I was doing some serious travel planning over the last two weeks. We are focusing on taking several shorter trips this year and that means I need to book more flights than usual for us. Since I’ve been booking our domestic flights with my Southwest miles or on JetBlue, I haven’t paid much attention to changes the major airlines like American, Delta
and United have been making. I did know they started to offer bare bone, or basic airfares, claiming that this will help them remain competitive with low cost airlines.
Originally, these fares were only supposed to be offered on routes where they were in competition against airlines like Spirit, Frontier or Allegiant. However, as you can imagine, the airlines have now started to roll these fares out to a larger number of routes, including some of the ones I now needed to book airfare for. Let me spell out what these fares entail for each airline:
When you book a Basic Economy ticket with American, here is what you get:
- One item that fits under the seat in front of you (no access to overhead bins)
- Seats are assigned at check-in
- Fees to choose a specific seat
- Not eligible for upgrades
- No flight changes or refunds
- Board in last group
For more clarification on baggage, American gives this guidance on their website:
You can board with 1 item like a purse or small handbag that fits under the seat in front of you and is not larger than 18 x 14 x 8 inches (45 x 35 x 20 cm). You won’t have access to overhead bins.
All other items must be checked at ticket counters and cannot be carried on. If you take them to the gate you’ll pay an extra $25 gate service fee per item plus the applicable bag fee.
American does have some exemptions for elite members of their AAdvantage program and those who hold a co-branded American Airlines credit card. They can:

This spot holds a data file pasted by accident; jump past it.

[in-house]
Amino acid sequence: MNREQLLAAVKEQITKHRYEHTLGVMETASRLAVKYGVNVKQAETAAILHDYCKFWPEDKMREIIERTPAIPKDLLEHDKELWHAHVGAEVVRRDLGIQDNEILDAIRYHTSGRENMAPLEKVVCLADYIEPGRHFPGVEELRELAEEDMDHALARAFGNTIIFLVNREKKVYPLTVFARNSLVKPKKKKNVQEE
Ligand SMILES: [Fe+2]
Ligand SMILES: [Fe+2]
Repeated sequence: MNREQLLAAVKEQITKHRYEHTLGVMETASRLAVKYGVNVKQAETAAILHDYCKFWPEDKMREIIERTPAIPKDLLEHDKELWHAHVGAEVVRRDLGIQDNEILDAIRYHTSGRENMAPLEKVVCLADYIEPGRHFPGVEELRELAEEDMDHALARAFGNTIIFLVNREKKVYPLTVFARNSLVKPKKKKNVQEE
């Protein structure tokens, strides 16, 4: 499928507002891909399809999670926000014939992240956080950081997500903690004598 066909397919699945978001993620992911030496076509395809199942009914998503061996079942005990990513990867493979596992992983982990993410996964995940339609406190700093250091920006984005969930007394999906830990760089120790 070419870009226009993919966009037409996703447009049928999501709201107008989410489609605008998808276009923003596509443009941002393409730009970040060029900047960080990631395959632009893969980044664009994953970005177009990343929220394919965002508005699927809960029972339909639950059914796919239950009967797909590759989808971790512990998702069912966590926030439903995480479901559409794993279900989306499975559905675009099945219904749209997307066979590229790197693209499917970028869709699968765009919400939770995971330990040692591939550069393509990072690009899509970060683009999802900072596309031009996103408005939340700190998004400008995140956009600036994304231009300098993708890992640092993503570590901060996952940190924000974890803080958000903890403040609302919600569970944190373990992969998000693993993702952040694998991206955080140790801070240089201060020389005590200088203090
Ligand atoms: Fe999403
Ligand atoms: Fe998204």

- Take 1 item that fits under the seat (no larger than 18 x 14 x 8 in.)
- Take 1 item free of charge to store in the overhead bin (no larger than 22 x 14 x 9 in.)
- Keep their priority or preferred boarding privileges
- Keep their checked bag benefits
Delta Airlines version of Basic Economy comes with the following restrictions:
- With Basic Economy, you will not receive a seat assignment until after check-in or at the gate.
- Passengers traveling together, including families, may not be seated together
- You will not be eligible for same-day changes or ticket refunds after the Risk Free Cancellation Period
- You will board in the last zone and not be eligible for paid or complimentary upgrades or preferred seats, even with Medallion® Status.
Frequent Delta flyers and cardholders of the co-branded Delta Skymiles American Express cards will still get some benefits when flying on basic economy:
When flying on a Basic Economy fare, Medallion members will continue to enjoy waived baggage fees, Priority Check-in, Priority Boarding and Medallion mileage bonuses. However, please note Medallion members will not receive paid or Complimentary Upgrades to first class, paid or complimentary Preferred Seats, or paid, or complimentary Delta Comfort+™ when flying on a Basic Economy fare.
I hate to be the one to jump on the bandwagon, but United’s Basic Economy fares are the most restrictive of the “Big Three” airlines. Be prepared if you book one of these fares! (I added the bold type below for emphasis)
- Seat selection and upgrades are not available – When you choose a Basic Economy ticket, your seat will be automatically assigned prior to boarding, and you won’t be able to change your seat once it’s been assigned. You will not be eligible to purchase Economy Plus® seating or receive Economy Plus subscription benefits. MileagePlus members, including Premier® members, cannot use complimentary, earned or mileage upgrades.
- Group and family seating is not available – Please note that customers traveling in a group, including families, will not be able to sit together.
- Full-sized carry-on bags are not permitted – You’re not allowed a full-sized carry-on bag unless you’re a MileagePlus Premier member or companion traveling on the same reservation, the primary cardmember of a qualifying MileagePlus credit card or a Star Alliance™ Gold member. Everyone else who brings a full-sized carry-on bag to the gate will be required to check their bag and pay the applicable checked bag fee plus a $25 gate handling charge.